This past Saturday night, Jon Jones became the first UFC light heavyweight title-holder to successfully defend his belt more than a single time since Chuck Liddell did so in 2006. And, also like “The Iceman” of old, in the process Jones has established himself as such a dominant champion the pool of believable contenders continues to diminish with each passing event.

However, the similarities between the two talented 205ers stop there, because when it comes to overall ability and potential there’s little question “Bones” is light-years ahead of the legendary Liddell. In reality, Jones is arguably a better fighter at 24 than Liddell ever was in his Hall of Fame career. Blasphemy to some, perhaps, but he owns stoppages against Quinton Jackson and Mauricio Rua (both of whom finished Liddell), is far more versatile than having to rely on one big strike, and doesn’t come close to possessing as many technical deficiencies.

That being said, after his destruction of Lyoto Machida at UFC 140, Jones only appears to have two real challenges on the horizon in the form of Rashad Evans and Dan Henderson. Another could be Phil Davis if the Penn State alum can run his undefeated record to double-digits against Evans next month on FOX. However, how stiff of a test does each actually pose? Are we talking quantum mechanics or kindergarten math?

Evans – Perhaps the toughest draw in the group, as he’s not only familiar with some of Jones’ offerings based on their time training together but has the potential to get into his former teammate’s head given their personal history. He’s also a solid wrestler with fast hands and was in the best shape of his career against Tito Ortiz at UFC 133. On the flipside, he’s shown his lights can be dimmed or even turned out completely if the right sequence lands. And, like many of his peers, Evans gives up a huge amount of reach so closing distance will be risky yet necessary. In the end likely a fight Jones still wins.

Henderson – Henderson’s power is well-documented and the key to victory for him. Then again, his reliance on the “H-Bomb” is no secret and as an admitted tape-junkie there’s no doubt Jones will have his tendencies fully scouted. Jones will also be ready to take the bout into deep waters and Henderson has shown lackluster conditioning as of late, something to be expected for a 41-year old with nearly fifteen years under his belt. Henderson is also a bit slow, opting to plod forward rather than actively choose angles. In the end a fight Jones almost definitely wins.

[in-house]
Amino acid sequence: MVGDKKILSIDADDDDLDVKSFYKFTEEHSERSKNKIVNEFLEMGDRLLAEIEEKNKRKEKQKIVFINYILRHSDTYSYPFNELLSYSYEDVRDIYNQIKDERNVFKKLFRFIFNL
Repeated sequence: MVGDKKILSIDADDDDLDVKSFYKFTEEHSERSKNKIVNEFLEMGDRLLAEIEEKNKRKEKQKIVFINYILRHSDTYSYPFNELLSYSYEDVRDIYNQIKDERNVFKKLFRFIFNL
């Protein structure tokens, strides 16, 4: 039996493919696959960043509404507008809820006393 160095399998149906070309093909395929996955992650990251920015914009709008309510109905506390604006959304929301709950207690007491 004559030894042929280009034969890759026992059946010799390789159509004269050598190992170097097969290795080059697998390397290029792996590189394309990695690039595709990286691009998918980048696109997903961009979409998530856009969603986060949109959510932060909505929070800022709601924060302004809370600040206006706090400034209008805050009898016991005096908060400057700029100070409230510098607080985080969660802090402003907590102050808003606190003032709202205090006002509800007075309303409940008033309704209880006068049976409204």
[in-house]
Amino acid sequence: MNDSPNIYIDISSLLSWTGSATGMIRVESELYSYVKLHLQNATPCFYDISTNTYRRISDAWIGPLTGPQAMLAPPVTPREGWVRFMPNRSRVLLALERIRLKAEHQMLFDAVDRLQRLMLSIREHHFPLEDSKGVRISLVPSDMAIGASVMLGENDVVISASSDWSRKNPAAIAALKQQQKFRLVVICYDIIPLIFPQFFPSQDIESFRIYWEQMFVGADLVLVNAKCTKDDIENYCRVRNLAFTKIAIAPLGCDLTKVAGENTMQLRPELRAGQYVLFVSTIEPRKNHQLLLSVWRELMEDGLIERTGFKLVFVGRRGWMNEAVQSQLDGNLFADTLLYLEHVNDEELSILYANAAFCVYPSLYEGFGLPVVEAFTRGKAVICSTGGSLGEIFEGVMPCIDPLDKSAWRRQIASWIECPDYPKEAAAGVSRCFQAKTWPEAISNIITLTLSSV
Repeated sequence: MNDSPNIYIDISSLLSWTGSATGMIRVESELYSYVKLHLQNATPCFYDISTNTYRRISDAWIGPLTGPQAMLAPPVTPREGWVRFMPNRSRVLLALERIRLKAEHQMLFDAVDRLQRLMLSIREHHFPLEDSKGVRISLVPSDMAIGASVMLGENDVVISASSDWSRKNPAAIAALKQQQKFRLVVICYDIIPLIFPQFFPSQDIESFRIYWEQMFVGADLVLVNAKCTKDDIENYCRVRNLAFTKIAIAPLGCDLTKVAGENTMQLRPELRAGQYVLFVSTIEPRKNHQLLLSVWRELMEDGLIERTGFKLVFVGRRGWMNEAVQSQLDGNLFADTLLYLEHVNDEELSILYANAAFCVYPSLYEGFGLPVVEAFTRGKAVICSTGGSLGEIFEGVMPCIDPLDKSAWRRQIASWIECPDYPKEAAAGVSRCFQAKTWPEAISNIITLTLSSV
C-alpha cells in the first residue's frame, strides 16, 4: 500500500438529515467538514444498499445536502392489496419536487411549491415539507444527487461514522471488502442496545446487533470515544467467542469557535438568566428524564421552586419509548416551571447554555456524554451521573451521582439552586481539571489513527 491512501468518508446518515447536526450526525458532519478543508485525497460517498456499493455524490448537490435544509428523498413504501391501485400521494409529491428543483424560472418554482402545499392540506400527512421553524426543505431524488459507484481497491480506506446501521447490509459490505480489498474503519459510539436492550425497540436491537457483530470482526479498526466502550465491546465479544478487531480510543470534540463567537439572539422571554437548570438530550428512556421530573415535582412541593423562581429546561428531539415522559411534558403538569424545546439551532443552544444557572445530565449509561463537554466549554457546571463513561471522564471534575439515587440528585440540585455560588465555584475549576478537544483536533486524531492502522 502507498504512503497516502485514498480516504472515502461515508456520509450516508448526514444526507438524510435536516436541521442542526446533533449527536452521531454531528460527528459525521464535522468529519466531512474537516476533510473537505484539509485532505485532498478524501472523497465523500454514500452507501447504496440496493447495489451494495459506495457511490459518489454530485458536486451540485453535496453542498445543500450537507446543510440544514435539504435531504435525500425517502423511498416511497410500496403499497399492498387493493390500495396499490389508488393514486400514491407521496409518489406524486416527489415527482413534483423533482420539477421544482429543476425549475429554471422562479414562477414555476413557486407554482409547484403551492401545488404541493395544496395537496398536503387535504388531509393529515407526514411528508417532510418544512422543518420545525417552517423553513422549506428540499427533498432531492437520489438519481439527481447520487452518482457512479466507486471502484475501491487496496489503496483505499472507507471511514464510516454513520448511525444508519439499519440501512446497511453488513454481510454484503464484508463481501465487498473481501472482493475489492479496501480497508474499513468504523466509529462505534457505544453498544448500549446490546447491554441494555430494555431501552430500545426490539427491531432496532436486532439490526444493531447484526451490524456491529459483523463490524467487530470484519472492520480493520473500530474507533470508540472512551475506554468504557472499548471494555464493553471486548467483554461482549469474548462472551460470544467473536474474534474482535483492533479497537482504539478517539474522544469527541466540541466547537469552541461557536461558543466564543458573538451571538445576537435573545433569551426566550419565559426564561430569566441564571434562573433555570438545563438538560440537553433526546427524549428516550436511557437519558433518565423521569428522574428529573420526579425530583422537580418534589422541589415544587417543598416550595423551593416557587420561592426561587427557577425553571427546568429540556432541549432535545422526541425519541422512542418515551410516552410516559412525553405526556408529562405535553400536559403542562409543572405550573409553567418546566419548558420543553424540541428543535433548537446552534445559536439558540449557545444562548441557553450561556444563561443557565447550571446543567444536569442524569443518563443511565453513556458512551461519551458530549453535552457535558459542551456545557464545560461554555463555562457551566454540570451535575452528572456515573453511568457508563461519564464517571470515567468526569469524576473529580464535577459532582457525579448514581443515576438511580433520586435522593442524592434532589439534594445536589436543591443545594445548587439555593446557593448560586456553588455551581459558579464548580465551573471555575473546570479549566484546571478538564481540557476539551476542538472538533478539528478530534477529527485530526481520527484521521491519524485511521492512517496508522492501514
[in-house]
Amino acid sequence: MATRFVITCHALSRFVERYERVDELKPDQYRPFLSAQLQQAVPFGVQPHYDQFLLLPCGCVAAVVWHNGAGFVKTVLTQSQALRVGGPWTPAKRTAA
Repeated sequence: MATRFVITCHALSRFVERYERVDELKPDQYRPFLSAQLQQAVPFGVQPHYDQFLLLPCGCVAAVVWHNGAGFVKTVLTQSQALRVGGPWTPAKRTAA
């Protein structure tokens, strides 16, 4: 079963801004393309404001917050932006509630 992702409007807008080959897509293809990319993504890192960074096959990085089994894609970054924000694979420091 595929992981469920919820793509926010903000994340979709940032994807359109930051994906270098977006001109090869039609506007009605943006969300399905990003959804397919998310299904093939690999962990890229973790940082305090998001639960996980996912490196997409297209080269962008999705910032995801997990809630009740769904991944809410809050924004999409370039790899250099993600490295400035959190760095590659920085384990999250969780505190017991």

Davis – Davis is an intriguing possibility if considering he would have beaten Evans to earn a title-shot. With freakishly long arms himself (79 inch reach for those wondering compared to Jones’ 84.5), Davis could have the right combination of cardio, wrestling, athleticism, and multi-tiered striking to pull off an upset. His lack of overall in-ring appearances would likely help as well based on a lack of available footage to scout. In the end an interesting thought but still a probable victory for Jones who is better at putting his skills together and less reliant on pure wrestling.

And there you have it. Barring a one-punch knockout scenario, always a possibility at any level of MMA, it truly seems as though Jones has the ever-stacked light heavyweight division on lockdown. He’s faced three wildly different styles in a row, all from former UFC champions, and put each away with relative ease. There’s no reason to think he won’t do the same against the above trio. And, if he does, he will not only be an undisputed UFC champion but possibly the best 205-pound fighter in the sport’s short history with the probability of another ten years to go before hanging his gloves up.

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